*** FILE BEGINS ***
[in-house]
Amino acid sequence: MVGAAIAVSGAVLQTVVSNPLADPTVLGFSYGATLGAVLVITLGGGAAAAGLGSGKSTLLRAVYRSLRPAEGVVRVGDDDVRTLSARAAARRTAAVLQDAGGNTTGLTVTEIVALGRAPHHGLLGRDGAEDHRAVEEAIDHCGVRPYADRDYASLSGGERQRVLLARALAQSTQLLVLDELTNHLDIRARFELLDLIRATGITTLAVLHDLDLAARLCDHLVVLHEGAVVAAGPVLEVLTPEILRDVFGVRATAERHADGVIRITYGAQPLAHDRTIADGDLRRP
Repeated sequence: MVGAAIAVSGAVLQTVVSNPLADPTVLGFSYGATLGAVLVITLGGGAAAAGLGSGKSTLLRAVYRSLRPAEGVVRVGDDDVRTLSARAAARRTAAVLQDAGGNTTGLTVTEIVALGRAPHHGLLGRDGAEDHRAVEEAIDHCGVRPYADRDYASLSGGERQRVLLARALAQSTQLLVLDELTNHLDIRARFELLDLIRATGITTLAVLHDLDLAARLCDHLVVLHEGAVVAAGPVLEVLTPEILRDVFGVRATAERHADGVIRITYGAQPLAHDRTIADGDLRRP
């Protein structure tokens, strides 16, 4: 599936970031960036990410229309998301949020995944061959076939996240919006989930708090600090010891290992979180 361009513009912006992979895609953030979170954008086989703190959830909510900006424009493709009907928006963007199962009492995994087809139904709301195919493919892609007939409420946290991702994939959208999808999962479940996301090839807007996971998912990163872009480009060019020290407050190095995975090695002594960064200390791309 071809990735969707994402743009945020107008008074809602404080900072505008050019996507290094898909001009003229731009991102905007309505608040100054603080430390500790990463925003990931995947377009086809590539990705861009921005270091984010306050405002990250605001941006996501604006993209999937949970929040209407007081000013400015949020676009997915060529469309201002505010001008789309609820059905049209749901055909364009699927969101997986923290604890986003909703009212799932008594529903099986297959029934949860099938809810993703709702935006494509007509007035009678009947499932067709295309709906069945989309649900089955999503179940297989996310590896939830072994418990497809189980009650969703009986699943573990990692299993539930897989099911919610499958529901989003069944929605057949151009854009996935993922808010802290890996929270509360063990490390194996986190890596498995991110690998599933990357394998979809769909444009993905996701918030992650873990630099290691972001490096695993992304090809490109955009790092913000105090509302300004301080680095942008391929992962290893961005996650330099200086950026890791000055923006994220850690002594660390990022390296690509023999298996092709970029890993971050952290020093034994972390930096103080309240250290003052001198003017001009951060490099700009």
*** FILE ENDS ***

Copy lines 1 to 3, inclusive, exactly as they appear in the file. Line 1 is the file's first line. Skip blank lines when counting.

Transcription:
[in-house]
Amino acid sequence: MVGAAIAVSGAVLQTVVSNPLADPTVLGFSYGATLGAVLVITLGGGAAAAGLGSGKSTLLRAVYRSLRPAEGVVRVGDDDVRTLSARAAARRTAAVLQDAGGNTTGLTVTEIVALGRAPHHGLLGRDGAEDHRAVEEAIDHCGVRPYADRDYASLSGGERQRVLLARALAQSTQLLVLDELTNHLDIRARFELLDLIRATGITTLAVLHDLDLAARLCDHLVVLHEGAVVAAGPVLEVLTPEILRDVFGVRATAERHADGVIRITYGAQPLAHDRTIADGDLRRP
Repeated sequence: MVGAAIAVSGAVLQTVVSNPLADPTVLGFSYGATLGAVLVITLGGGAAAAGLGSGKSTLLRAVYRSLRPAEGVVRVGDDDVRTLSARAAARRTAAVLQDAGGNTTGLTVTEIVALGRAPHHGLLGRDGAEDHRAVEEAIDHCGVRPYADRDYASLSGGERQRVLLARALAQSTQLLVLDELTNHLDIRARFELLDLIRATGITTLAVLHDLDLAARLCDHLVVLHEGAVVAAGPVLEVLTPEILRDVFGVRATAERHADGVIRITYGAQPLAHDRTIADGDLRRP